Stop The Lies! Electric Cars Do NOT Have Higher Emissions Than Conventional Cars

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A popular meme for those opposed to electric cars — that would be Charles Koch and his army of subservient minions — is that electric cars have higher carbon emissions than conventional cars. You see it all the time in supposedly ethical publications — a story planted by the anti-EV crowd suggesting that when you add up all the emissions associated with manufacturing an electric car, especially the battery, and include the emissions created to generate the electricity needed to charge it over its lifetime, the total is greater than it would be for a similar vehicle powered by a gasoline or diesel engine.

electric vehicle battery
Image credit: US Department of Energy

You only need to have the IQ of your typical head of iceburg lettuce to know that’s a lie, but urban legends die hard. What is really hard to understand is the lie is promoted by fossil fuel companies. In effect, what they are saying is, burning our products to make electricity is really bad for the environment but they obviously hope most people won’t make that connection. Good luck passing off that horse puckey on CleanTechnica readers!

Now at long last a proper scientific inquiry has been made to destroy this load of codswallop for good. The report, published in the journal Nature Sustainability, begins with  this abstract:

The electrification of passenger road transport and household heating features prominently in current and planned policy frameworks to achieve greenhouse gas emissions reduction targets. However, since electricity generation involves using fossil fuels, it is not established where and when the replacement of fossil-fuel-based technologies by electric cars and heat pumps can effectively reduce overall emissions.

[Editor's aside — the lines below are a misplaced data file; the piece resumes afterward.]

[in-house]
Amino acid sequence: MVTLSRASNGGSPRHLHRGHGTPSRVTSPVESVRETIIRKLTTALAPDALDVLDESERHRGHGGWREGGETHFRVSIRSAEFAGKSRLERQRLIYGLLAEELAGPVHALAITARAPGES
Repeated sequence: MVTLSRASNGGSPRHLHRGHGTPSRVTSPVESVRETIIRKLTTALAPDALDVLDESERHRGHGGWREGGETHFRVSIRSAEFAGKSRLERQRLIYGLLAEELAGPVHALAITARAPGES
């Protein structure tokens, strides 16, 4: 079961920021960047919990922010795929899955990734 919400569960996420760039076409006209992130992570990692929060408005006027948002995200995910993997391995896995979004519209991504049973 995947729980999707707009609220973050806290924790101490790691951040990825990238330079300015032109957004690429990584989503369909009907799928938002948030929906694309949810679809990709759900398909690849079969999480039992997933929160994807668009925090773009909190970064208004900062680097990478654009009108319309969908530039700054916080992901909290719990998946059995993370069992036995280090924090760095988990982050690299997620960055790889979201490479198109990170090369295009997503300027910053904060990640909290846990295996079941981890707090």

Could electrification policies backfire by promoting their diffusion before electricity is decarbonized? Here we analyse current and future emissions trade-offs in 59 world regions with heterogeneous households, by combining forward-looking integrated assessment model simulations with bottom-up life-cycle assessments.

We show that already under current carbon intensities of electricity generation, electric cars and heat pumps are less emission intensive than fossil-fuel-based alternatives in 53 world regions, representing 95% of the global transport and heating demand. Even if future end-use electrification is not matched by rapid power-sector decarbonization, it will probably reduce emissions in almost all world regions.

The study’s lead author, Dr Florian Knobloch from the University of Nijmegen in the Netherlands, tells the BBC, “The idea that electric vehicles could increase emissions is a complete myth. We’ve seen a lot of discussion about this recently, with lots of disinformation going around. We have run the numbers for all around the world, looking at a whole range of cars and even in our worst case scenario there would be a reduction in emissions in almost all cases.” The study also looked at residential heat pumps and found they also produce lower emissions than fossil fuel alternatives in 95% of the world.

“We started this work a few years ago, and policy-makers in the UK and abroad have shown a lot of interest in the results,” Knobloch says. “The answer is clear. To reduce carbon emissions, we should choose electric cars and household heat pumps over fossil-fuel alternatives.”

The study finds average lifetime emissions from electric cars are up to 70% lower than petrol cars in countries like Sweden and France that get most of their electricity from renewables and nuclear, and around 30% lower in the UK, where coal is still common.

The only place where an electric car or a heat pump might create more emissions than a conventional car or a conventional home heating furnace is in an area that sources all of its electricity from coal-powered generating plants. But if you live in such a place, consider relocating as soon as possible to prevent being poisoned by all the crud in the atmosphere.

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Steve Hanley

Steve writes about the interface between technology and sustainability from his home in Florida or anywhere else The Force may lead him. He is proud to be "woke" and doesn't really give a damn why the glass broke. He believes passionately in what Socrates said 3000 years ago: "The secret to change is to focus all of your energy not on fighting the old but on building the new."

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